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During appointments, teens can share with their provider in confidence, in accordance with privacy policies, and parents can also speak one on one with the pediatrician. Providers, Poterucha says, want patients and families to feel their office is a safe space where their voices are heard and needs addressed.

Teens may be newly experiencing depression or anxiety related to the COVID-19 crisis, which reduced peer interactions and may have increased social media exposure, a potential source of self-esteem issues or bullying. Adolescents may also be struggling with body image, eating disorders, or issues surrounding gender identity or sexual orientation.

“There are a lot of mental health needs that can be really critically addressed and confided (during) visits with a pediatrician,” says Poterucha. “This can be an opportunity for teens to talk about sensitive issues and make inroads.”

Providers, Poterucha says, are seeing “almost epidemic levels” of weight gain or obesity among youth during the pandemic, with factors including stress eating, snacking more frequently, staying inside more and having sports or activities cancelled.

“It’s been a big alarm for pediatricians,” Poterucha says. “If you’re a parent and you’ve noticed your kid has gained a significant amount of weight and you’re concerned about their health, now is the time to get them in to see if we can improve their global health as they move ahead in their lives. It’s something where we’ve really been putting our heads together to get these kids back on track for a life of health.”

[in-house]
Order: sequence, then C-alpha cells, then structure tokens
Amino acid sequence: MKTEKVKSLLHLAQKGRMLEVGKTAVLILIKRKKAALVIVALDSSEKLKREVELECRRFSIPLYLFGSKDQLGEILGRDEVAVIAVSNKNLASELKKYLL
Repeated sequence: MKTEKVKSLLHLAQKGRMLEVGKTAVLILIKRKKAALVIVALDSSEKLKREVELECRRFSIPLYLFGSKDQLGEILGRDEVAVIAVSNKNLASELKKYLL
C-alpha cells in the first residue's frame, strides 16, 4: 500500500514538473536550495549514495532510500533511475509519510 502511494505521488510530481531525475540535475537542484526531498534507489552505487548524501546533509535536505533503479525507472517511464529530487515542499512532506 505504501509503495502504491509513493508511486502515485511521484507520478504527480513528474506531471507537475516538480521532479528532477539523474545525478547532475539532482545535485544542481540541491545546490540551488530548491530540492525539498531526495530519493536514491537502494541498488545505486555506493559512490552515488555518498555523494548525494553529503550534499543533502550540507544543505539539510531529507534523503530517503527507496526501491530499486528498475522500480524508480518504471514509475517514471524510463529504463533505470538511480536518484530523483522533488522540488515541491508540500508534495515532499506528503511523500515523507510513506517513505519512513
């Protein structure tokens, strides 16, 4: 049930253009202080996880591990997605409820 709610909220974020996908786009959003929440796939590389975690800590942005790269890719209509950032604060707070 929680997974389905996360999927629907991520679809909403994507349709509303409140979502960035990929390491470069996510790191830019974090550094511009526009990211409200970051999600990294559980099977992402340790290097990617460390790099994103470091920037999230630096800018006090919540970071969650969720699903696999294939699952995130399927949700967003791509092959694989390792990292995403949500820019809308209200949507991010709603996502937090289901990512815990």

With those 12 and older now eligible for the Pfizer version of the COVID-19 vaccine, Poterucha urges parents who have not yet taken their child for their shots to raise any queries they may have, especially as reports about very rare cases of heart or nerve related side effects ramp up hesitancy for some.

The CDC still highly recommends inoculation, with vaccine related health problems and deaths of miniscule percentages in relation to doses given and far less common than COVID-19 related health effects and fatalities.

As of July 14, the CDC had confirmed 335 coronavirus deaths among those 17 and under, and 609,505 fatalities total. Over 336 million vaccine doses have been given, and in total 40 cases of thrombosis with thrombocytopenia syndrome and 633 reports of myocarditis or pericarditis related to the vaccines have been confirmed. There are 100 preliminary reports of Guillain-Barré syndrome. As of July 12, VAERS had received 6,079 reports of death among vaccinated individuals, equivalent to 0.0018%. A report is not confirmation the death is vaccine related.

“We need to be available as providers to the parents to ask those questions that may be on their minds. There may be worries, there may be some hesitancy. This is the opportunity to talk to someone you trust about the science, about the data, and make the right decision for your child,” Poterucha says.

“With the level of trust with the provider, we have a good opportunity to dispel myths and rumors. For those parents who wanted more safety data, we have nine or ten months of data going back to the clinical trials showing it is safe. If you’ve been waiting, dig deep and talk to your pediatrician.”

To help make it easier for parents and children to fit in a well child visit and physical prior to the school year, Mayo is offering self scheduling, same-day visits and appointments during evening hours.

Appointments can be scheduled through Patient Online Services or by calling 608-392-8300.

In addition to during regular hours, 7:30 a.m. to 5 p.m. Monday through Friday, appointments will also be offered at La Crosse Pediatrics from 1 to 7 p.m. July 28 and Aug. 5 and 10; at La Crosse Family Health Clinic from 3 to 7 p.m. July 21 and Aug. 4; and at Onalaska Pediatrics from 1 to 7 p.m. Aug. 23.

Gundersen Health System’s pediatrics department can be reached by calling 608-775-6766 for La Crosse or 608-775-8138 for Onalaska. Hours are 8 a.m. to 8 p.m. Monday through Thursday and 8 a.m. to 5 p.m. Friday. The La Crosse site is open Saturday and Sunday from 8 a.m. to noon.

Emily Pyrek can be reached at